Well excuse my Diagnosed Dyslexia, some things are not quite easy for me.
Well excuse my Diagnosed Dyslexia, some things are not quite easy for me.
Well they were going so fast, they wouldn't need to do it for long. That is $344 an hour.
In the Land of the Free and the Home of the brave, They needed to add a lot of cowardly countermeasures to make sure the were not caught and imprisoned, for what was in essence a joy ride.
If there was a way to go, I am going to do this stunt, I am expected to be at these locations between these times, and make sure the police give us enough room and clear out traffic. Sure it may require a little extra money say an traditional $10k to pay for the expense of blocking off the roads for the time.
But Risk taking should be rewarded, not punished, especially if you are willing to work with the system.
I would prefer more tact. After the meeting you hold the guy back and politely explain that it was rather rude for him to disrupt the meeting, remind him that if it is important he should politely excuse himself for the meeting.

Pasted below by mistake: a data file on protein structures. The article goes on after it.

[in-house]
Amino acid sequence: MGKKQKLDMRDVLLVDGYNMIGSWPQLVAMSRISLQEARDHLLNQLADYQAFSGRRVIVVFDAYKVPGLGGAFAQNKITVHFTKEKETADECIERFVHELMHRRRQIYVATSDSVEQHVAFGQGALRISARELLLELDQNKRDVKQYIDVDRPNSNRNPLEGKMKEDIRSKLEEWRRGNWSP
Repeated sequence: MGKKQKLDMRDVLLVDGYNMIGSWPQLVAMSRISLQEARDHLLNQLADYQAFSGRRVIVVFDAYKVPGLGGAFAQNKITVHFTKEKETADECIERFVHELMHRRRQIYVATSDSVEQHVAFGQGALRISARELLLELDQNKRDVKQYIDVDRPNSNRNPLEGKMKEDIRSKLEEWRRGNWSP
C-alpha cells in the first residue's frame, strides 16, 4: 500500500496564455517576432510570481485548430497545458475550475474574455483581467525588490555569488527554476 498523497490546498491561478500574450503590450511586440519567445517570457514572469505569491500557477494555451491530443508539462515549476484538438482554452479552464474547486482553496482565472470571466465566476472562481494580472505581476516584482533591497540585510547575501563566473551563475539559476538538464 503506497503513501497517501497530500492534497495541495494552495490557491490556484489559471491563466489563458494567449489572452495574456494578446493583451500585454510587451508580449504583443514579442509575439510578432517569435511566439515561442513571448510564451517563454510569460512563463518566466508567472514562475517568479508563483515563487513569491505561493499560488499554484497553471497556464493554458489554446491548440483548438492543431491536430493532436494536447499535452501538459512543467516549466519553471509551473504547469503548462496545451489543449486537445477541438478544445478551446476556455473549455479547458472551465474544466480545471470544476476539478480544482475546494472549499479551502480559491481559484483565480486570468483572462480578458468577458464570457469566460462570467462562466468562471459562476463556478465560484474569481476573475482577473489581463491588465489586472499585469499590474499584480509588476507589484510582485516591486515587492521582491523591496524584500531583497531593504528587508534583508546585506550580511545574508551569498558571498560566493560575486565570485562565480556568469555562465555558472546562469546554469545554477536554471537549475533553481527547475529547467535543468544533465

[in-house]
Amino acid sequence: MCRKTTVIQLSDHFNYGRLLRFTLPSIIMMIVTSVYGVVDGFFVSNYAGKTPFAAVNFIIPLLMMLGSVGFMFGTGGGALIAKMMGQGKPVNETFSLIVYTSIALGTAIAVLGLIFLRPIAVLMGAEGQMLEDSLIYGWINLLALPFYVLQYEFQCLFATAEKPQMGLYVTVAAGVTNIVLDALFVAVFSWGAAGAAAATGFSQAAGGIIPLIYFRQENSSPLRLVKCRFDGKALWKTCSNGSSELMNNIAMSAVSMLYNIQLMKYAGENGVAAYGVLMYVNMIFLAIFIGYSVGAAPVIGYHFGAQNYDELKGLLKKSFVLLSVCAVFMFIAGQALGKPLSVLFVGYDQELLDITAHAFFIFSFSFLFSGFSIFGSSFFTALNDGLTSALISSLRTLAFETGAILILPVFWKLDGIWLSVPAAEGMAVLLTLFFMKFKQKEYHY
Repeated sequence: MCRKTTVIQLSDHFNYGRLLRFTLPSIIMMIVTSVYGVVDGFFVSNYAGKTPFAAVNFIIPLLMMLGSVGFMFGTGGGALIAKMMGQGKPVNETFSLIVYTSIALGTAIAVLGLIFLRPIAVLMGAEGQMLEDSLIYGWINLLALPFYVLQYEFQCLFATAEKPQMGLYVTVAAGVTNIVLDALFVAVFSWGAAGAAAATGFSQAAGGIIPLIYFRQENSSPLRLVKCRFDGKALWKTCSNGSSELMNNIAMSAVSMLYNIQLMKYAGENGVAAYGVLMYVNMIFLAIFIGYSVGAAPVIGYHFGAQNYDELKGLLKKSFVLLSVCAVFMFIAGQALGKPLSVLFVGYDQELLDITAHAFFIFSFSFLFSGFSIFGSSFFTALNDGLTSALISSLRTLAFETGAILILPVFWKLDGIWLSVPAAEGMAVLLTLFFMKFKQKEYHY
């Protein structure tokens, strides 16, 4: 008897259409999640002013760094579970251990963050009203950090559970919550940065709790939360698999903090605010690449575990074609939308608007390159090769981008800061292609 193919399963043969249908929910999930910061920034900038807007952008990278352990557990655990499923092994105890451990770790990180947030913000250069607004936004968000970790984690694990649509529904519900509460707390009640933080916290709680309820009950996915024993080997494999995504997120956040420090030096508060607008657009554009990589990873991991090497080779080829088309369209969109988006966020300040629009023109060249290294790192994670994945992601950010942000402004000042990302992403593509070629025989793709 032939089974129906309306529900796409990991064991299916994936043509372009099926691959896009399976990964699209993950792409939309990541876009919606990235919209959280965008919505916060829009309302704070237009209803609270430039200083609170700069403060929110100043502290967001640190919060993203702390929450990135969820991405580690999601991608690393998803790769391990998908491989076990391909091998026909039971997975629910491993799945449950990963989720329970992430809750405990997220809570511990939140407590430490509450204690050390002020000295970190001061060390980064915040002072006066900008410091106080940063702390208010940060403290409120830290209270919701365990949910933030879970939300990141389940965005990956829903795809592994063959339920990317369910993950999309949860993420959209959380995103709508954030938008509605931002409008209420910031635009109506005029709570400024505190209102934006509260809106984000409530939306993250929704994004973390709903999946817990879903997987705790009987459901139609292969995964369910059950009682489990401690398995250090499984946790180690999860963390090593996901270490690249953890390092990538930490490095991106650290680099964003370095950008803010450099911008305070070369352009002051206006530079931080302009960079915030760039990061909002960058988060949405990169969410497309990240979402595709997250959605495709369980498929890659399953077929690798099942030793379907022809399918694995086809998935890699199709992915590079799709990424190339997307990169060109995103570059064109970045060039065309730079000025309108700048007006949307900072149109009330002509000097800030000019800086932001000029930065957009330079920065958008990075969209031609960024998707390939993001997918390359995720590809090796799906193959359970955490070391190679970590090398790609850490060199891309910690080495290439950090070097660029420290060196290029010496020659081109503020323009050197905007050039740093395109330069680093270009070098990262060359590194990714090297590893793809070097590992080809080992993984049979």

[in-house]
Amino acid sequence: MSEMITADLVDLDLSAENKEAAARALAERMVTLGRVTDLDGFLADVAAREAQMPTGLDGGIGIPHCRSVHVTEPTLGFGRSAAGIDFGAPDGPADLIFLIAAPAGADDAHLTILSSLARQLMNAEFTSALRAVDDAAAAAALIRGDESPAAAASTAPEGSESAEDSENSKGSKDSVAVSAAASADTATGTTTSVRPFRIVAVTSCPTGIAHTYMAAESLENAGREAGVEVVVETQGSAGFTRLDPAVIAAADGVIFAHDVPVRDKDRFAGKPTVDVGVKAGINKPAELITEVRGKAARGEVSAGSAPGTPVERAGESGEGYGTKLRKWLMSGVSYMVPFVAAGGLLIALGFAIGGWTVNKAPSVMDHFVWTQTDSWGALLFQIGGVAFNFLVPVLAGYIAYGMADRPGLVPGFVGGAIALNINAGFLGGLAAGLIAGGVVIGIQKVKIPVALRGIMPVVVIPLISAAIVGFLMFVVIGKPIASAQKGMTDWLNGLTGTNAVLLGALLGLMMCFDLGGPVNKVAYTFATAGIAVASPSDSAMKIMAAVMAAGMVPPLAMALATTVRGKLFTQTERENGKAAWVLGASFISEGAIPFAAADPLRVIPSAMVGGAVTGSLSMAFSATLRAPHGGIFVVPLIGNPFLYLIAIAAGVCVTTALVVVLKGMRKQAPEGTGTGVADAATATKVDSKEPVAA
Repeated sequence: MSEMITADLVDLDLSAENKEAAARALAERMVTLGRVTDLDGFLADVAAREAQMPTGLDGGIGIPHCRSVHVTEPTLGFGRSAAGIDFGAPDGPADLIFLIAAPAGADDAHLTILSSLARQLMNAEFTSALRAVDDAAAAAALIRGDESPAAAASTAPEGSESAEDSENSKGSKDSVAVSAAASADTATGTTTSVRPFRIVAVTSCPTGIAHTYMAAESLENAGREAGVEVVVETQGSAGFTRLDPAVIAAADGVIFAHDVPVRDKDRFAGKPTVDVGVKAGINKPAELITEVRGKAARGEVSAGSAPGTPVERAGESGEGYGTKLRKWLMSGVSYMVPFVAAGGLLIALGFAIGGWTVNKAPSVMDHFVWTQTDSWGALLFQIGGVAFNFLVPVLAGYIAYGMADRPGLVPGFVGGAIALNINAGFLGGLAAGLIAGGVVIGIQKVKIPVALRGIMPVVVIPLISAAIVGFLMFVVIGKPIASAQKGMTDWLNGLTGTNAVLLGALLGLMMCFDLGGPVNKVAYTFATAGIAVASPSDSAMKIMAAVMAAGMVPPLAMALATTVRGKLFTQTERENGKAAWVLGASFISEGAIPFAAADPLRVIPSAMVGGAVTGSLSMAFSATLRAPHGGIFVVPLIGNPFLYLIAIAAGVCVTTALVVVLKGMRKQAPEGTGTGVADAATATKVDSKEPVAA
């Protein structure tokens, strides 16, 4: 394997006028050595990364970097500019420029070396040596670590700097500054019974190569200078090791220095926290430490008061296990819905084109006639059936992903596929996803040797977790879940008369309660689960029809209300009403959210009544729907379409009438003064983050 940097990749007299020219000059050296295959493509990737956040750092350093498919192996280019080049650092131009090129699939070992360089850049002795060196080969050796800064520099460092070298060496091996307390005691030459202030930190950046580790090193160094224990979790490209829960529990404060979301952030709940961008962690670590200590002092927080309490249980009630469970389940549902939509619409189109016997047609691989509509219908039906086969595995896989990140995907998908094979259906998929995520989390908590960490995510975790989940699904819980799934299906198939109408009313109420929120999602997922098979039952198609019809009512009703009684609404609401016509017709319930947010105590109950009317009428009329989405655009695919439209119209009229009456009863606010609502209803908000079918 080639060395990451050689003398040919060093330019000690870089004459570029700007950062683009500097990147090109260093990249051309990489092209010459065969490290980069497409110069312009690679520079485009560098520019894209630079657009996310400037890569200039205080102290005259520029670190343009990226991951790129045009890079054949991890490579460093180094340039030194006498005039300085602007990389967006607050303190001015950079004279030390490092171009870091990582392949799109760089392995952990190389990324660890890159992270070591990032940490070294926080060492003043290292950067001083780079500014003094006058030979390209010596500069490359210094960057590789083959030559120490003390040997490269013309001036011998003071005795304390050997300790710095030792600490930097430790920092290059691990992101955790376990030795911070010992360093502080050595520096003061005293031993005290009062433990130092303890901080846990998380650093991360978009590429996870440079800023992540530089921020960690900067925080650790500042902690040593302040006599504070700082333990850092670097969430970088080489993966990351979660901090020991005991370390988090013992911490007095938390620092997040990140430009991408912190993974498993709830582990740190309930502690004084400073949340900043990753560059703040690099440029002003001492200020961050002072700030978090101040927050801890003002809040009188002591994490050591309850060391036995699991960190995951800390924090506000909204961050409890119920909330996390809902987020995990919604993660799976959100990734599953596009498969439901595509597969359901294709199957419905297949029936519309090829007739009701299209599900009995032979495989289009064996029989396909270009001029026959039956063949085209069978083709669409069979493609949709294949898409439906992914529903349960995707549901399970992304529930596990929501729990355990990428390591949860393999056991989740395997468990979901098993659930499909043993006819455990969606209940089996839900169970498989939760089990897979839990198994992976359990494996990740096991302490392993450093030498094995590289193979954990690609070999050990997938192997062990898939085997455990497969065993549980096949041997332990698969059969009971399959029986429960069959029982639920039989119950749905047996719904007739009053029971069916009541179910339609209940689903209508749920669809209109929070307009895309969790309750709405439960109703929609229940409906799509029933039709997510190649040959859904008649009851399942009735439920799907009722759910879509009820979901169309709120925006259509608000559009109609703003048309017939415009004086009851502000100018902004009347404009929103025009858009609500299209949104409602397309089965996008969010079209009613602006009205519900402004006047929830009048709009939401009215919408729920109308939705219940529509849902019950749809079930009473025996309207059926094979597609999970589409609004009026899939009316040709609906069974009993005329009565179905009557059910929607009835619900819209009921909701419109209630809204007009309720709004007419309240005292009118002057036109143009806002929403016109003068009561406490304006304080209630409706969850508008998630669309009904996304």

Ok, I am a 30 something year old so I don't fit into either demographics...
However most of the time meetings are an out of date idea's. They historically worked because we didn't have a communication infrastructure that we do today. Conference phones where limited in the number of people on the line, issues with the person not being close enough to the phone to be heard and a slew of other communication problems, and before that it was very hard to get a bunch of people work on an idea, in a timely manner.
But really for most meetings, the individual doesn't need to be fully mentally involved unless there is something important to them. It would be much easier to chat via a message system, you can see the stuff go across your screen, while you work on something else, until something important comes up you can can then review what went on and come up with an appropriate answer.